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Pancreatic Cancer

Dr. Daniel Renouf - Pancreatic Cancer Research, BC Cancer
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Elissa Morrissette
Vice President, Development

Difficult to detect at an early stage, and resistant to treatment once advanced, pancreatic cancer has one of the lowest survival rates for cancer. Life expectancy for 75% of patients is only one year past diagnosis. And only 10% (80 of the 800 people diagnosed each year in B.C.) will live for five years.

But as BC Cancer continues to investigate the genomic characteristics of pancreatic cancer, promising discoveries are being made — such as the fact that the disease is actually many different subtypes — that are leading to more and more effective treatments.

A decade ago there was just one standard test for pancreatic cancer — today there are 10 different diagnostic tools available to patients. And what was once a bleak field at BC Cancer is seeing exciting progress: from increased team capacity and advancements in hereditary testing and research to crucial patient support in order to expedite treatment in a disease where time is of the essence.

Donors Can Create Change — The Hager Family’s Story

Prior to 2011, only a small group of researchers in B.C. were focused on this hard-to-treat cancer. Now, BC Cancer is an international leader in pancreatic cancer research and care with a groundbreaking Rapid Access Clinic (designed to reduce the time between diagnosis and treatment) and a hereditary cancer testing program that is the first government-funded program of its kind in Canada.

This is largely due to the courage and tenacity of Bob Hager who — in the four short months between his diagnosis and death — gathered a team of experts from BC Cancer, UBC and Vancouver General Hospital, and invested $1 million, driven by his belief that collaboratively they could do something about this disease.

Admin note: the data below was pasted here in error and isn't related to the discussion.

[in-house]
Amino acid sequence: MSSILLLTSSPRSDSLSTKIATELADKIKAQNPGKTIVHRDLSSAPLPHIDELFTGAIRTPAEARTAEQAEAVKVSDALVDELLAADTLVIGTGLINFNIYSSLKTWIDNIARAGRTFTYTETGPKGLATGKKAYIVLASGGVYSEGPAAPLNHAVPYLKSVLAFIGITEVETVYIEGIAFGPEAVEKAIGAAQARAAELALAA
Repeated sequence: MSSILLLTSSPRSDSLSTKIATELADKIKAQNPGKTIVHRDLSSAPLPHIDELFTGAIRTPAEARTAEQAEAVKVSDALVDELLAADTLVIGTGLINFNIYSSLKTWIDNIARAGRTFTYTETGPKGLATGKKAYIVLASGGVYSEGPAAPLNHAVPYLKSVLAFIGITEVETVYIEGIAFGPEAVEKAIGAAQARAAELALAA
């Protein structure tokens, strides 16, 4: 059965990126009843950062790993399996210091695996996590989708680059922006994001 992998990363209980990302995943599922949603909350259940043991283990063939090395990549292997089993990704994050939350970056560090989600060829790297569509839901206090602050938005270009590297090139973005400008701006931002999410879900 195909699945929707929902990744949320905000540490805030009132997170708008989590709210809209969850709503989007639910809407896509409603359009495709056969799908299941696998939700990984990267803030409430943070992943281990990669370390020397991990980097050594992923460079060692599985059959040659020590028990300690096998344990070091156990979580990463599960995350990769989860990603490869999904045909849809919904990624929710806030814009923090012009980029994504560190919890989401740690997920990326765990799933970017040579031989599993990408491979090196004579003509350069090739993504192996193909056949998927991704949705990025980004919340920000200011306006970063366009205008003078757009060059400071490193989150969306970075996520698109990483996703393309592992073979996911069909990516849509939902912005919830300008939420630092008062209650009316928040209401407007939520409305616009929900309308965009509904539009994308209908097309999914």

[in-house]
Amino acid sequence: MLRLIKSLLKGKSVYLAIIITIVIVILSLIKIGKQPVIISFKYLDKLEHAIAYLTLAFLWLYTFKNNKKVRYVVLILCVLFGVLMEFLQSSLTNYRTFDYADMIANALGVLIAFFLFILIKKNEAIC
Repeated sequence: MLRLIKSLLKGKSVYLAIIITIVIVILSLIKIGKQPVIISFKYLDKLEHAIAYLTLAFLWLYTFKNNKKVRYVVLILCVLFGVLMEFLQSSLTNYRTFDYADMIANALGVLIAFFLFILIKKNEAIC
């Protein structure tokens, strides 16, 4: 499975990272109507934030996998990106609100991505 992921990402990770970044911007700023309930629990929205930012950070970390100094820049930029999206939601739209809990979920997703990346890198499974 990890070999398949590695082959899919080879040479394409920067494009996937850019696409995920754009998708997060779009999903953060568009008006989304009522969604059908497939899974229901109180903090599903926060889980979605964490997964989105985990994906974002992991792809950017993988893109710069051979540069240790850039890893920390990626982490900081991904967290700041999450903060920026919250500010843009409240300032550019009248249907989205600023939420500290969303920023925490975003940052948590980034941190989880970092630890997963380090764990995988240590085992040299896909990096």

In 2012, Pancreas Centre BC (PCBC) was launched. Co-directed by BC Cancer’s Dr. Daniel Renouf and VGH’s Dr. David Schaeffer, its mission is to advance early detection and the development of more personalized treatment options to improve outcomes for those diagnosed with pancreatic cancer.

In celebration of PCBC’s 10-year anniversary, the Hager family (Judy Hager and her daughters Leslie Carter and Shelley Ferris) built on what Bob so selflessly started with an incredible $5 million investment (the largest gift to pancreatic cancer research and care in B.C. history), matched by the BC Cancer Foundation and the UBC & VGH Foundation for a total of $10 million.

“The Hagers’ dedication and passion to ensure that the program is growing, and pancreatic cancer research is moving forward, is translating into better availability of treatment, testing and outcomes for patients. Their latest investment has enabled us to expand our world-class team to better support the people facing this devastating disease.”

Dr. Daniel Renouf, Co-Director, Pancreas Centre BC

Creating Timely Access to Care

Since its inception, the PCBC’s Rapid Access Clinic has streamlined patient care and significantly reduced the time between diagnosis and treatment for patients — minimizing stress and improving outcomes.

The clinic supports patients by:

  • consolidating specialist consults in a single day;
  • expediting testing;
  • performing cutting-edge genetic profiling at the time of diagnosis, leading to tailored therapies for each individual patient and;
  • creating an invaluable support network of nurse practitioners that guide patients through the process and help coordinate appointments with other specialists.

Increasing Expertise to Support Patients